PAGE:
My most used notebook template this year

Over the last summer I completely rethought my Algebra 2 course. Part of this is my focus on parent functions through the first part of the year, giving students a solid understanding of each function and their transformations.

To help focus on the fundamental properties of each function, we used the following template each time we introduced a new function.

Importantly, I had the students figure out details as a class. After stating the rule for the function, we always filled in the two-sided number line, with inputs on the top and outputs on the bottom. I chose to use a number line instead of a table, as it allows me to point out the continuous nature of the values between each mark on the line.

Then we filled in the domain and range, examining the inputs and outputs to determine these. We also determined if the function is one-to-one or many-to-one. I'm really proud of how my students have become increasingly confident in determining these answers for themselves from their own understanding of the functions and their values.

Next, we plotted the function on the grid. The number line is deliberately aligned with this grid to help students make the connection between the two. I have a SmartBoard template set up with points along the x-axis, with which we move points up or down to plot the function, to emphasize how the graph demonstrates the connection between input and output values. Then knowing the shape of the graph allowed us to easily fill in the rest of the table.

The inverse function section depended on which function we were talking. Sometimes we filled it in immediately, as most students understood x² and √x as inverses. Other times we waited to fill it in, such as with exponential functions which was completed before we talked about logarithms.

The second part of this template are the two "Graphing Example" section inside.

In the past, I've found students resistant to showing all the algebra they needed when they sketch a graph (usually because all they wanted to do was copy what their calculator showed.) I wouldn't say this template has completely changed that, but it has made a big difference. Students complained a bit at the start of the year, but they've learned to appreciate the guidance this provides and gained a lot of confidence in their graphing ability. I know students probably don't need to find the transformations of the parent function for every graph they sketch, but I think having them do this for each question we practice has helped their understanding of why each function produces the graph it does, and has helped serve as a check for the other parts of the template.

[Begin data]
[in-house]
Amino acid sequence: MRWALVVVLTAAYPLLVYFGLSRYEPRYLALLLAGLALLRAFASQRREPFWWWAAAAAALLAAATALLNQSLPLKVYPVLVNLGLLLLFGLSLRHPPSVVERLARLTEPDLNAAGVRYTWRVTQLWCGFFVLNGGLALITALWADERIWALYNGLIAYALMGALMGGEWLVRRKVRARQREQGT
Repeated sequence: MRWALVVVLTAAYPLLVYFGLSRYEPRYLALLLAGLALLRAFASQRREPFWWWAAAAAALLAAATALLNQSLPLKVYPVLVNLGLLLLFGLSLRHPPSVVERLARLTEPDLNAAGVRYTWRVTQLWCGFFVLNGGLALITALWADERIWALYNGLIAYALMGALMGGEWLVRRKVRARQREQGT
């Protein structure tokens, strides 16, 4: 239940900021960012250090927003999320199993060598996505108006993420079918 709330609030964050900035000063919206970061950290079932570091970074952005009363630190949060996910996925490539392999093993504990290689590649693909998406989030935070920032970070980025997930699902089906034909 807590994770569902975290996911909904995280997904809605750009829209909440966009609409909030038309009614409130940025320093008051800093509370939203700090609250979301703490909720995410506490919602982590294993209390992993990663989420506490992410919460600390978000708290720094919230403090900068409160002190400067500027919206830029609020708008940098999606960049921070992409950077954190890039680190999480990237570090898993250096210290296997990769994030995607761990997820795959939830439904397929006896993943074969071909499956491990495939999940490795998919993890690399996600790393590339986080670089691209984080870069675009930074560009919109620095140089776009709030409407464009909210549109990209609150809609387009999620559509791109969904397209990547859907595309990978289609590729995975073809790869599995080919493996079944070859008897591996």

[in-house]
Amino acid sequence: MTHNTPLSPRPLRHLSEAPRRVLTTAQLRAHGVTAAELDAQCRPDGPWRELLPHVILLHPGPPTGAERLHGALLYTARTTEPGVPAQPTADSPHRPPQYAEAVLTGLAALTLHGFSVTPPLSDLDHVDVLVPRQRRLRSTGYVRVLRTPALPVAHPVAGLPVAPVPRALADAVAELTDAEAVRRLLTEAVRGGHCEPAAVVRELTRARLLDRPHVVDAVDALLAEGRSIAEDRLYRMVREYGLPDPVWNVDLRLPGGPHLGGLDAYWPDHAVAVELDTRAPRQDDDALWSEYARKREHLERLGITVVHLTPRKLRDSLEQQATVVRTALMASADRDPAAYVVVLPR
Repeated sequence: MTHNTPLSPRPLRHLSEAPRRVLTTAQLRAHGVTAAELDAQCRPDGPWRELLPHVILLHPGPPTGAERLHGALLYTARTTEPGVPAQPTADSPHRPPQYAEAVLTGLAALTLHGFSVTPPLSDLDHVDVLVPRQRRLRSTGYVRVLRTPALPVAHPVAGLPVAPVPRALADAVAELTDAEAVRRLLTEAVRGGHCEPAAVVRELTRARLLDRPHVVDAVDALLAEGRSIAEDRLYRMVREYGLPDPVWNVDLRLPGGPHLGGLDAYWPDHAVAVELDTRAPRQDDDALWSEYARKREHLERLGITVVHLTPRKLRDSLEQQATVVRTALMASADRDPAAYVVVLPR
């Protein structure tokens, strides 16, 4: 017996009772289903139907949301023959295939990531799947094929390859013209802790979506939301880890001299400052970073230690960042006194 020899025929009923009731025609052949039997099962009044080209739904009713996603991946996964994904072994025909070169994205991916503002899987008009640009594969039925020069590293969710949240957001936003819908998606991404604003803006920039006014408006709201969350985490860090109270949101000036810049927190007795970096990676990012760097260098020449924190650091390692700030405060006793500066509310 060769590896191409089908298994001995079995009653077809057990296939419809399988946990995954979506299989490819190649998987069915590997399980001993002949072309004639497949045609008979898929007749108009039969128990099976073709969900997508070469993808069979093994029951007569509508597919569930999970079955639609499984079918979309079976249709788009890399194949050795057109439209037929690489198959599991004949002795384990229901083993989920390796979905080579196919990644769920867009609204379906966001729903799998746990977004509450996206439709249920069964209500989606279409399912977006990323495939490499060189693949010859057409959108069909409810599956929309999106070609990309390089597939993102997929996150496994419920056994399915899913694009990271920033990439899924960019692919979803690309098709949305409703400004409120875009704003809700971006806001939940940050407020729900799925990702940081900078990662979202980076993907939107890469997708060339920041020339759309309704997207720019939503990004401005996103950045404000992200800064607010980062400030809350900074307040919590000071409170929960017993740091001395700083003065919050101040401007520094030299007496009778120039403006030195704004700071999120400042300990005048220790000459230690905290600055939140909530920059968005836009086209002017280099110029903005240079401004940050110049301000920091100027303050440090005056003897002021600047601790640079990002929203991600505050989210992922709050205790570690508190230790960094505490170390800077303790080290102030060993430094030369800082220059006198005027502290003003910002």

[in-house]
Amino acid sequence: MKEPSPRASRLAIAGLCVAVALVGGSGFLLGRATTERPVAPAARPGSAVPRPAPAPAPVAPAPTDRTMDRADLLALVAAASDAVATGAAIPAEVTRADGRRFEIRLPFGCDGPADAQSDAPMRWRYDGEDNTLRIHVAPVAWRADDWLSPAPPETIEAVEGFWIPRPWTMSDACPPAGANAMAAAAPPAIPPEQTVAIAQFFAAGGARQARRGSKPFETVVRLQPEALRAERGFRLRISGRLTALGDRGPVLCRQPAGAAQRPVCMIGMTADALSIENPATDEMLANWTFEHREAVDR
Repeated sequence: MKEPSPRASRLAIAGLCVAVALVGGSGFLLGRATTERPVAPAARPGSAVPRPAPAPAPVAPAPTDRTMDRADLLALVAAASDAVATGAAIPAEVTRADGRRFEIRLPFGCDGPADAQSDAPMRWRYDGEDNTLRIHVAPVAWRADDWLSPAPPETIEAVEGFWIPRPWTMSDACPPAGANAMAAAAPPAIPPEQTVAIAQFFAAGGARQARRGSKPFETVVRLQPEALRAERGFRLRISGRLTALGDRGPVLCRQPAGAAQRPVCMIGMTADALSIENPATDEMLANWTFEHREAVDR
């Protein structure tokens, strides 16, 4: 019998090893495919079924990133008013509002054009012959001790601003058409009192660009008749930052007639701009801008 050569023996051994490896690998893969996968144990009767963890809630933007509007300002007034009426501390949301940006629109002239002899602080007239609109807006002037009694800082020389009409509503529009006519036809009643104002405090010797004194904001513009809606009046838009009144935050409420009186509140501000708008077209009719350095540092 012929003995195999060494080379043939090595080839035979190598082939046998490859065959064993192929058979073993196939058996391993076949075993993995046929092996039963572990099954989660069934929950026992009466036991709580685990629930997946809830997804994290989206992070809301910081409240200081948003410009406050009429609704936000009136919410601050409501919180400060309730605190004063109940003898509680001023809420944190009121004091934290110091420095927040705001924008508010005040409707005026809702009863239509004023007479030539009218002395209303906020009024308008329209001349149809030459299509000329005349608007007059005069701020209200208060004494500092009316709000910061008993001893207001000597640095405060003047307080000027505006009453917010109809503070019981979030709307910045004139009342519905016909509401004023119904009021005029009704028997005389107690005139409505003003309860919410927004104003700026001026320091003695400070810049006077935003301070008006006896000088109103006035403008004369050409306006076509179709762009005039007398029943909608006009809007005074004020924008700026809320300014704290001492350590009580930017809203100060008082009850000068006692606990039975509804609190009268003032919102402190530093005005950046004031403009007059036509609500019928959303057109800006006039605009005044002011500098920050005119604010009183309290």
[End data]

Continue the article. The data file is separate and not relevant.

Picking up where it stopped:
We've often had to leave the x-intercept section blank, because we've started graphing each type of function before we looked at solving equations involving that function. This has actually worked out pretty well. I found students accept my explanation that "We can't do this yet because I haven't taught you how." Then, when we come solving those equations (typically the very next skill), I can use the need to find x-intercepts as a motivation for practicing solving equations. Then we go back to our graphing examples, find the x-intercepts, and add that detail to the graph. My students are sometimes annoyed that we jump backwards in our notes sometimes, but I think they appreciate that I've tried to avoid overwhelming them with too many details they don't need to see all at once.

That's been my approach all of this year: the idea that students don't need to see all the detail until they're ready for it. For instance, while we've talked about quadratic functions, we've only dealt with the vertex form, as that's the form that can be explained through transformations, fitting the function pattern we've been following. Yes, we still need to talk about factoring, distributing and all that fun stuff. But now I feel we have a structure to build everything else on. I'm actually looking forward to completing the square this year, as I have a really useful motivation for it: it allows us to put quadratic functions into the form my students are already very familiar with.

We've introduced our last parent function now, so I'm not going to get any more use out this template this year. To be honest, I felt a little sad when we finished our last one, because it's worked so well this year. Also, it means I'll actually have to produce notes for each lesson now, instead of using the same ones over and over again...

You can find PDF and Publisher files here. Included is a second version that leaves out the parent function template for a third graphing example.

Below you can find all the parent functions from my notebook for this year, as well as a couple of the graphing examples pages.

Linear Function 1

Absolute Value Function 2

Quadratic Function 3

Square Root Function 4

Cubic Function 5

Cube Root Function 6

Rational Functions 7

8

Exponential Function 9

Logarithmic Function 10

Graphing Examples 11

author

Shaun used to be maths, IT and ocassional physics teacher at a small P-12 school (primary and secondary) in rural Victoria, Australia. He is currently in the process of starting his career again in the United States.

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Shaun Carter
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